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Young Gun: Michael J Corbett, United Nations

Young Gun: Michael J Corbett, United Nations

Young Gun Winemaker: Australian & NZ Grapegrower & Winemaker Magazine

By Daniel Whyntie, 

February 2017 – Issue 637,

Vanguardist is an eccentric example of what a multinational wine business can look like in the globalized economy. With an eye on a distinct premium market, winemaker Michael John Corbett moved from New Zealand to Australia to start a wine business with two friends living in France. Daniel Whyntie reports.

Young Gun Winemaker: Michael J Corbett

Image courtesy of Daniel Purvis

WHAT STARTED as a collaborative project between three friends shows how a strong vision can grow a company; even when its members are in different countries. The group slowly came to a realisation, along many late nights in the sleepy town of Hawkes Bay, that they held the same ideals about wine.


Alexandra Maurisset (Australia), Edouard Maurisset-Latour (France) and Michael Corbett (New Zealand) met in Hawkes Bay, New Zealand in 2012. Ali and Ed were vintage courting at the time while working at Craggy Range. 
Similar ideals, passions and beliefs led to drinking many wines over the next few months while the embryo of Vanguardist was being formed. The three then separated to different parts of the globe, with only a pact that at the right time and place they would launch a small-batch wine business.
“Friends would tell you that I’m not the most patient person, so in 2013 I tried to pull off a Riesling batch ex Central Otago destined for the Australian market (where Ali and Ed where at the time). I really only had a backpack and a guitar at this vagabond point of my life, but we got awfully close,” Corbett said.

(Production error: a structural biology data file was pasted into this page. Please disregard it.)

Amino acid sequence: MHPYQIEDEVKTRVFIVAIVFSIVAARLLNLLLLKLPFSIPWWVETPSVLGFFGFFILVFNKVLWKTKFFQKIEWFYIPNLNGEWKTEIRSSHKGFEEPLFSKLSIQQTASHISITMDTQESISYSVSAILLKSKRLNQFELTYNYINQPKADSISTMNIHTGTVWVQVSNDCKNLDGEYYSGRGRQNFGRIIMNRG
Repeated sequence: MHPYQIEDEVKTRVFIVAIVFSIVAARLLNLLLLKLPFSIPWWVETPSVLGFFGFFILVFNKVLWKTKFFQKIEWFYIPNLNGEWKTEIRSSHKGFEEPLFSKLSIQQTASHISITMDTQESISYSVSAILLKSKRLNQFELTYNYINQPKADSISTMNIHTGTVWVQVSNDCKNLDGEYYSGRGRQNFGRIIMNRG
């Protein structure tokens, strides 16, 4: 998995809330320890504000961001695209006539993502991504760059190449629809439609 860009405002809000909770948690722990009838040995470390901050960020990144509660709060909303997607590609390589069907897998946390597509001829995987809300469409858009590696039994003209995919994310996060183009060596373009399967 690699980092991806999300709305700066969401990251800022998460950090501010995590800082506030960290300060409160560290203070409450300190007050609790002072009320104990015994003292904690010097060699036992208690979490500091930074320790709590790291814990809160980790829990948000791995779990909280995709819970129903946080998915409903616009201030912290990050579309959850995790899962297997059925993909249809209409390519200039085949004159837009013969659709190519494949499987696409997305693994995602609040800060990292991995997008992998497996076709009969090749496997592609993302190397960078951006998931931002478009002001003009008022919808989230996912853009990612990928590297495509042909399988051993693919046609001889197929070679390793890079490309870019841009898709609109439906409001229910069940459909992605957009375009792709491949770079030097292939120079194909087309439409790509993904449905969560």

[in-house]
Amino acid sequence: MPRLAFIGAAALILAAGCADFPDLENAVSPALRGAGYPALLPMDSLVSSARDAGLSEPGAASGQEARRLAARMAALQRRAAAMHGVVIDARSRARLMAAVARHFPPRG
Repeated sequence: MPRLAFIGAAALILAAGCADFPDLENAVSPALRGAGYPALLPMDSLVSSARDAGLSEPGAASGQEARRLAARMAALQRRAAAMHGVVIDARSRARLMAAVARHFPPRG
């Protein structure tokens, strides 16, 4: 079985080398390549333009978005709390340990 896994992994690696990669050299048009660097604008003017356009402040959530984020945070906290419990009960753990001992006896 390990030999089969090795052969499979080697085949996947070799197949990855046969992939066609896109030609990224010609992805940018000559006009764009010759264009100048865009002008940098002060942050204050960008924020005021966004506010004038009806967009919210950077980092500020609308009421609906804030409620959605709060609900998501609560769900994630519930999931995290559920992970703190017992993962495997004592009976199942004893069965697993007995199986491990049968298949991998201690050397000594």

The next opportunity arose 18 months later when Corbett returned from France to the Hunter Valley, determined to make this one stick. Ali and Ed were now in Bordeaux, where was Ed finishing his Masters of Wine Business. “When I said I would make a skin contact, barrel fermented and minimal additive Semillon they weren’t quite as excited.
But they did trust in me and so we created the new wine business Vanguardist,” Corbett said. Ed comes from a long history of producers and negotiants that started in Burgundy, dating back to the late 1700s with strong ties to Louis Latour. Alexandra also has a Masters in Wine Business from Adelaide University.


Before they picked a grape Corbett and his team knew what their demographic was and what their customer looked like. The business was reverse engineered based on one simple goal, to target the best restaurants in the world. 
“There are almost limitless examples of very good classic styles in all the markets we were looking to penetrate. I didn’t really want to compete in this segment,” he said.
“By targeting great restaurants we are trying to align ourselves with things we love and believe in. Simple ingredients with integrity, often handled with a minimal intervention and with the occasional avant-garde flair.”